The observation of a nonsplit ZBP, which is different from the split ZBP observed in a vortex of the Bi2Te3/NbSe2 heterostructure (13, 28, 29), indicates that the MBS peak in our system is much less contaminated by nontopological CBS peaks, which is made possible by the large Δsc/EF ratio in this system. In a usual topological insulator/superconductor heterostructure, this ratio is tiny, on the order of 10−3 to 10−2 (28). This has been shown to induce, in addition to the MBS at the zero energy, many CBSs, whose level spacing is proportional to Δsc2/EF. As a result, these CBSs were crowded together very close to the zero energy, making difficult a clean detection of MBS from the dI/dV spectra (29). However, on the surface of FeTe0.55Se0.45, the value of Δsc2/EF is ~0.74 meV, which is sufficiently large to push most CBSs away from the zero energy (24), leaving the MBS largely isolated and unspoiled. A large energy separation (0.7 meV) between the ZBP and the CBS was observed in fig. S3, E to H, which is in agreement with Δsc2/EF of the topological surface states [(24), part IV]. Also, all the bulk bands in this multiband material have fairly small values of EF owing to large correlation-induced mass renormalization, ranging from a few to a few tens of milli–electron volts; thus, their values of Δsc2/EF are also quite large (>0.2 meV) (table S1) (24). These large bulk ratios enlarge the energy-level spacing of CBSs inside the bulk vortex line, which helps reduce quasiparticle poisoning of the MBS at low temperature [(24), part II].

It has been predicted (30) that the width of the ZBP from tunneling into a single isolated MBS is determined by thermal smearing (3.5kBT), tunneling broadening, and STM instrumentation resolution. We measured the tunneling barrier evolution of the ZBP (Fig. 3A). Robust ZBPs can be observed over two orders of magnitude in tunneling barrier conductance, with the width barely changing (Fig. 3B). Also, the line width of ZBPs is almost completely limited by the combined broadening of energy resolution and STM thermal effect, suggesting that the intrinsic width of the MBS is much smaller, and our measurements are within the weak tunneling regime.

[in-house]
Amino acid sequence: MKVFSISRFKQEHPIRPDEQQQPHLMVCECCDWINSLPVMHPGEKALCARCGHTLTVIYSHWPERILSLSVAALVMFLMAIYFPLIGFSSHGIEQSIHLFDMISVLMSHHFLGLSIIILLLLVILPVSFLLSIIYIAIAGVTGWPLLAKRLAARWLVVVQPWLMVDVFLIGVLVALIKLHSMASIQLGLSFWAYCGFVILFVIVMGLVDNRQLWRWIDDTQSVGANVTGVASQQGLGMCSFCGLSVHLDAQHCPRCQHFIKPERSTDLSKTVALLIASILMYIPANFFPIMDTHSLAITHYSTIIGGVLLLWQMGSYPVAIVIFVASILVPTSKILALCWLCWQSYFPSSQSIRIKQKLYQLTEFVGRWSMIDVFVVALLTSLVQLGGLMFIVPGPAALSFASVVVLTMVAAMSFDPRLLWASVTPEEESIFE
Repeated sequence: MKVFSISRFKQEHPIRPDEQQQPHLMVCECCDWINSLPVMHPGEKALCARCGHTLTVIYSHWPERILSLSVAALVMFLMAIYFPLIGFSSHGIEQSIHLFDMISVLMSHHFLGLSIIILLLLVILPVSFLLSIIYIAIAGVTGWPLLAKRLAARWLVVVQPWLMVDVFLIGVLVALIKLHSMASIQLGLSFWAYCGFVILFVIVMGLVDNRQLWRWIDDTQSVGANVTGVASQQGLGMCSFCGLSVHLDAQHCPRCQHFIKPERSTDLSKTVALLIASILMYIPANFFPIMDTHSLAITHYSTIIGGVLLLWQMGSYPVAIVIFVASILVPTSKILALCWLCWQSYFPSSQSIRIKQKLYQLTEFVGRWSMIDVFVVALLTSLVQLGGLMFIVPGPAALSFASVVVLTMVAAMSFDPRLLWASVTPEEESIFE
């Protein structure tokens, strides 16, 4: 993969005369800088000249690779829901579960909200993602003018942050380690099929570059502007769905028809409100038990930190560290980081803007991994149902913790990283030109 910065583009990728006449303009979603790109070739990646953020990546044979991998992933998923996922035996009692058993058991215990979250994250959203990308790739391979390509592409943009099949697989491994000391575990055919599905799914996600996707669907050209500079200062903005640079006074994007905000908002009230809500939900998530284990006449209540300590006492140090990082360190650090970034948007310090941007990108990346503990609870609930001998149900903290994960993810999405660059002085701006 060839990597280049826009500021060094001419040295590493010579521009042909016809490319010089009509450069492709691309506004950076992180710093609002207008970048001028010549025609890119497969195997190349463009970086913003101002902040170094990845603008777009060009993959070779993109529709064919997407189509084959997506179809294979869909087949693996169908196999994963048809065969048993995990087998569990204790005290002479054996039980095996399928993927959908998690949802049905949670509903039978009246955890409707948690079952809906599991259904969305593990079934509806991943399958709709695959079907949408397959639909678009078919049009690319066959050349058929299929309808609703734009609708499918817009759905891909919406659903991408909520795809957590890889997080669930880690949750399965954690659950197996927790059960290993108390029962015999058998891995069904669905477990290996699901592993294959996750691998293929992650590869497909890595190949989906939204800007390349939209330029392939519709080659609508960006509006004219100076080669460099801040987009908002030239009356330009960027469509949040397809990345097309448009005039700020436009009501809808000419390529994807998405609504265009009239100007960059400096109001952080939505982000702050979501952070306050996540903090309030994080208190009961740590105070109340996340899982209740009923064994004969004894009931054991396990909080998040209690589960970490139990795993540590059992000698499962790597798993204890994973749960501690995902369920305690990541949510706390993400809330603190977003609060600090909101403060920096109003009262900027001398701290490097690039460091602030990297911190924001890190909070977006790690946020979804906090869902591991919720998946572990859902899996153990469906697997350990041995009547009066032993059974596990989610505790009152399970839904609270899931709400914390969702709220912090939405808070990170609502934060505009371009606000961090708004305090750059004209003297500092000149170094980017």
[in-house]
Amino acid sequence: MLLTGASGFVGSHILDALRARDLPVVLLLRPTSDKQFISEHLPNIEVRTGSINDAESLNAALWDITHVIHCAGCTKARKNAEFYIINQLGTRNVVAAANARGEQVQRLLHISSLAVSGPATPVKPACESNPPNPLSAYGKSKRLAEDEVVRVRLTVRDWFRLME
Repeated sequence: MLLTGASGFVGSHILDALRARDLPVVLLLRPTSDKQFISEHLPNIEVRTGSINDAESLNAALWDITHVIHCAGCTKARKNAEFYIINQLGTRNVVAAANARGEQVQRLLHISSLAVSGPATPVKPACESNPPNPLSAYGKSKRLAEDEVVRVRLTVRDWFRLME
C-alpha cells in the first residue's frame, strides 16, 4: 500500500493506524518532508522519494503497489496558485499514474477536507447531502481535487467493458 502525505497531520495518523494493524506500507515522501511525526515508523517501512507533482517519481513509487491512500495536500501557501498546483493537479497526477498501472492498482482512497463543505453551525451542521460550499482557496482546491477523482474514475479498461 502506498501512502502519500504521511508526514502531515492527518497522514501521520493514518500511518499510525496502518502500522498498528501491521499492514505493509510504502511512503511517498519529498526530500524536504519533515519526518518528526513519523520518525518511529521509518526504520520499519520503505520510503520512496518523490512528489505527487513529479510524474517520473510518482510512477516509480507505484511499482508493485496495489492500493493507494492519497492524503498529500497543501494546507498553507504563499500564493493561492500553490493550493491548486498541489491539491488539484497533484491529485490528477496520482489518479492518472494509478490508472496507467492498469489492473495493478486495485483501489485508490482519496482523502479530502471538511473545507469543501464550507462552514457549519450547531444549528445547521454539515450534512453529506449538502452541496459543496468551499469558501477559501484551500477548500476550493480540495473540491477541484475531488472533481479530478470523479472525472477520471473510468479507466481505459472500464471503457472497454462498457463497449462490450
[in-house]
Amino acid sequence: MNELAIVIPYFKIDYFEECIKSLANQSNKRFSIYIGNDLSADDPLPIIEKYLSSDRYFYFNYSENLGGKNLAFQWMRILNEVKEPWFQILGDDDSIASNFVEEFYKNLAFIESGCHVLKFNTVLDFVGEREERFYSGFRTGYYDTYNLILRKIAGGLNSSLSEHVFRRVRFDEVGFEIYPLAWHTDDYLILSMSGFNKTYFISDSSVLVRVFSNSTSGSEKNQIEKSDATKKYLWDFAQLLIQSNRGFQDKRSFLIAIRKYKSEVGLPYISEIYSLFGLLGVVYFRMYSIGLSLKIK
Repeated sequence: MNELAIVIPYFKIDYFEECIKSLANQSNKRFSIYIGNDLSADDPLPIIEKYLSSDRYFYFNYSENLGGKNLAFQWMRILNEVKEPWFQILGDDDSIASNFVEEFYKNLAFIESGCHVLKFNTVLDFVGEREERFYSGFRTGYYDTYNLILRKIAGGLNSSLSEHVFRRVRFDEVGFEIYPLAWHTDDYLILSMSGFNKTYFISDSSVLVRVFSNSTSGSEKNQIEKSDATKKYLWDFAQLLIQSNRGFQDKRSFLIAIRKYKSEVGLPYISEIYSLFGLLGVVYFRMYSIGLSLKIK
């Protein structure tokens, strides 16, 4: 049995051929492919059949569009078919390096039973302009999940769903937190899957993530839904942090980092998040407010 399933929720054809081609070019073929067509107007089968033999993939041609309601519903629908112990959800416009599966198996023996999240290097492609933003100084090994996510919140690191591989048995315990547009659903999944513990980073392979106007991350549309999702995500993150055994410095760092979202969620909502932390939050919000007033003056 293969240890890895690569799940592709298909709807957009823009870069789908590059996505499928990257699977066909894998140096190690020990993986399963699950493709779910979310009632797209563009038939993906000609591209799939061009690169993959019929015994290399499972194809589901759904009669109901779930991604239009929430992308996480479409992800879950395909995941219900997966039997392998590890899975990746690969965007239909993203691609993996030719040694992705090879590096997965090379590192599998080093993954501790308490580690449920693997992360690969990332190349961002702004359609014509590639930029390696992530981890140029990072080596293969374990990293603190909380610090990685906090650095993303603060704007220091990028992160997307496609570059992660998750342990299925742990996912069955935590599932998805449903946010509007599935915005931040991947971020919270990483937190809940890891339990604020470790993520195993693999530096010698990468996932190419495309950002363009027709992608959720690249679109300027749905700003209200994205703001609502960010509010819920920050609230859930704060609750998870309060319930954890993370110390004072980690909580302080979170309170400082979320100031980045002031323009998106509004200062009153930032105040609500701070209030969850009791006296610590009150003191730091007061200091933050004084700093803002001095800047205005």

Fig. 3 Temperature and tunneling barrier evolution of ZBPs.

(A) Evolution of ZBPs, with tunneling barrier measured at 0.55 K. GNIt/Vs, which corresponds to the energy-averaged conductance of normal states and represents the conductance of the tunneling barrier. It and Vs are the STS setpoint parameters. (B) FWHM of ZBPs at 0.55 K under different tunneling barriers. The black solid line is the combined effect of energy resolution (0.23 meV) (24) and tip thermal broadening (3.5kBT) at 0.55 K. (C) FWHM of ZBP at the center of the vortex core is larger when the SC gap around the vortex core is softer. Background is defined as an integrated area from –1 to +1 meV of the spectra at the core edge. (D) Temperature evolution of ZBPs in a vortex core. The gray curves are numerically broadened 0.55 K data at each temperature. (E) Amplitude of the ZBPs shown in (D) and fig. S6 (24) under different temperatures. The amplitude is defined as the peak-valley difference of the ZBP. (F) Schematic of a possible way for realizing non-Abelian statistics in an ultralow-temperature STM experiment that may have an ability to exchange MBSs on the surface of Fe(Te, Se). (A) and (B) show the absolute value of conductance; B = 2.5 T. In (D) and (E), the data are normalized by integrated area; Vs = –10 mV, It = 100 pA, T = 0.55 K, and B = 4 T.